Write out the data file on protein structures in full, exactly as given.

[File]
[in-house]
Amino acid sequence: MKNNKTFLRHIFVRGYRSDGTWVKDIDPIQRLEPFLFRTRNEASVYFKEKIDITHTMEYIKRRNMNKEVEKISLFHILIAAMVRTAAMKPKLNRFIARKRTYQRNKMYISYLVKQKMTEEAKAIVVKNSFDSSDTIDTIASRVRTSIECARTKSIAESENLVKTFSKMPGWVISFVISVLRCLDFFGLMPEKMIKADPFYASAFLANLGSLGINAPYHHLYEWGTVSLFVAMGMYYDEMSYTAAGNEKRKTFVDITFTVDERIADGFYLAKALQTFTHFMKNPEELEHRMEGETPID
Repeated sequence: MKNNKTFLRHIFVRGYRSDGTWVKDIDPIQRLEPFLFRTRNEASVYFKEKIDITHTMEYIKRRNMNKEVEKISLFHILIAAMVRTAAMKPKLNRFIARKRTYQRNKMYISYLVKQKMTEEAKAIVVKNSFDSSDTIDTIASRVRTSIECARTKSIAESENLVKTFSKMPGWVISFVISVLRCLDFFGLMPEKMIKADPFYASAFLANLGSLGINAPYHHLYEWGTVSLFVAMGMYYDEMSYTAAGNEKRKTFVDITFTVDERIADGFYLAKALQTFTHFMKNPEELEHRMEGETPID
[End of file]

[in-house]
Amino acid sequence: MKNNKTFLRHIFVRGYRSDGTWVKDIDPIQRLEPFLFRTRNEASVYFKEKIDITHTMEYIKRRNMNKEVEKISLFHILIAAMVRTAAMKPKLNRFIARKRTYQRNKMYISYLVKQKMTEEAKAIVVKNSFDSSDTIDTIASRVRTSIECARTKSIAESENLVKTFSKMPGWVISFVISVLRCLDFFGLMPEKMIKADPFYASAFLANLGSLGINAPYHHLYEWGTVSLFVAMGMYYDEMSYTAAGNEKRKTFVDITFTVDERIADGFYLAKALQTFTHFMKNPEELEHRMEGETPID
Repeated sequence: MKNNKTFLRHIFVRGYRSDGTWVKDIDPIQRLEPFLFRTRNEASVYFKEKIDITHTMEYIKRRNMNKEVEKISLFHILIAAMVRTAAMKPKLNRFIARKRTYQRNKMYISYLVKQKMTEEAKAIVVKNSFDSSDTIDTIASRVRTSIECARTKSIAESENLVKTFSKMPGWVISFVISVLRCLDFFGLMPEKMIKADPFYASAFLANLGSLGINAPYHHLYEWGTVSLFVAMGMYYDEMSYTAAGNEKRKTFVDITFTVDERIADGFYLAKALQTFTHFMKNPEELEHRMEGETPID